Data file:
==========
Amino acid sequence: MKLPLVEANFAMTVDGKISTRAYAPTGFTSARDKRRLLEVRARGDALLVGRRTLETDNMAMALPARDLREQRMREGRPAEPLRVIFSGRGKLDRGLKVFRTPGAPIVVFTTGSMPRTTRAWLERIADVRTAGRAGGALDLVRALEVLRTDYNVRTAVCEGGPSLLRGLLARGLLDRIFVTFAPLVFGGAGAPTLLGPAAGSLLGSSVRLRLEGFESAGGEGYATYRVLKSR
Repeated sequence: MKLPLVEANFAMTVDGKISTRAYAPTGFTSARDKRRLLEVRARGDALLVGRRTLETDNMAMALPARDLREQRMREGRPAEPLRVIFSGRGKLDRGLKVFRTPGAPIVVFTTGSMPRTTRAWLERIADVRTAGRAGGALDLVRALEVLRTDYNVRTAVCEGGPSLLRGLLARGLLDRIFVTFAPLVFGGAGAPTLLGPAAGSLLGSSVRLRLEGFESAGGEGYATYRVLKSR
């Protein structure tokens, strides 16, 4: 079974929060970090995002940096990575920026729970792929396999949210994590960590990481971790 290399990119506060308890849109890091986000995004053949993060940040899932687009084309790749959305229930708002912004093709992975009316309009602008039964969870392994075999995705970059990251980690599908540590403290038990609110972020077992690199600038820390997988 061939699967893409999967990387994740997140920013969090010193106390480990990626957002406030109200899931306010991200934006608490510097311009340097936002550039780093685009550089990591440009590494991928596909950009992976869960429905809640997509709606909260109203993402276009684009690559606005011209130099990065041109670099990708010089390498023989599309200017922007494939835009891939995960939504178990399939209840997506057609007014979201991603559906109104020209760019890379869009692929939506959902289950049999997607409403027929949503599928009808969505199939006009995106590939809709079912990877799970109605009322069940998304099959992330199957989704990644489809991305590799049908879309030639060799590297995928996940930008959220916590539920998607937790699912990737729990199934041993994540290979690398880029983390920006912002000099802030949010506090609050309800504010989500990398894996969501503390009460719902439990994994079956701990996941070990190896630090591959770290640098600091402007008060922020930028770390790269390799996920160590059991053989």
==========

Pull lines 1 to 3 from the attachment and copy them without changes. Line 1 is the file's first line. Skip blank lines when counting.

Amino acid sequence: MKLPLVEANFAMTVDGKISTRAYAPTGFTSARDKRRLLEVRARGDALLVGRRTLETDNMAMALPARDLREQRMREGRPAEPLRVIFSGRGKLDRGLKVFRTPGAPIVVFTTGSMPRTTRAWLERIADVRTAGRAGGALDLVRALEVLRTDYNVRTAVCEGGPSLLRGLLARGLLDRIFVTFAPLVFGGAGAPTLLGPAAGSLLGSSVRLRLEGFESAGGEGYATYRVLKSR
Repeated sequence: MKLPLVEANFAMTVDGKISTRAYAPTGFTSARDKRRLLEVRARGDALLVGRRTLETDNMAMALPARDLREQRMREGRPAEPLRVIFSGRGKLDRGLKVFRTPGAPIVVFTTGSMPRTTRAWLERIADVRTAGRAGGALDLVRALEVLRTDYNVRTAVCEGGPSLLRGLLARGLLDRIFVTFAPLVFGGAGAPTLLGPAAGSLLGSSVRLRLEGFESAGGEGYATYRVLKSR
């Protein structure tokens, strides 16, 4: 079974929060970090995002940096990575920026729970792929396999949210994590960590990481971790 290399990119506060308890849109890091986000995004053949993060940040899932687009084309790749959305229930708002912004093709992975009316309009602008039964969870392994075999995705970059990251980690599908540590403290038990609110972020077992690199600038820390997988 061939699967893409999967990387994740997140920013969090010193106390480990990626957002406030109200899931306010991200934006608490510097311009340097936002550039780093685009550089990591440009590494991928596909950009992976869960429905809640997509709606909260109203993402276009684009690559606005011209130099990065041109670099990708010089390498023989599309200017922007494939835009891939995960939504178990399939209840997506057609007014979201991603559906109104020209760019890379869009692929939506959902289950049999997607409403027929949503599928009808969505199939006009995106590939809709079912990877799970109605009322069940998304099959992330199957989704990644489809991305590799049908879309030639060799590297995928996940930008959220916590539920998607937790699912990737729990199934041993994540290979690398880029983390920006912002000099802030949010506090609050309800504010989500990398894996969501503390009460719902439990994994079956701990996941070990190896630090591959770290640098600091402007008060922020930028770390790269390799996920160590059991053989």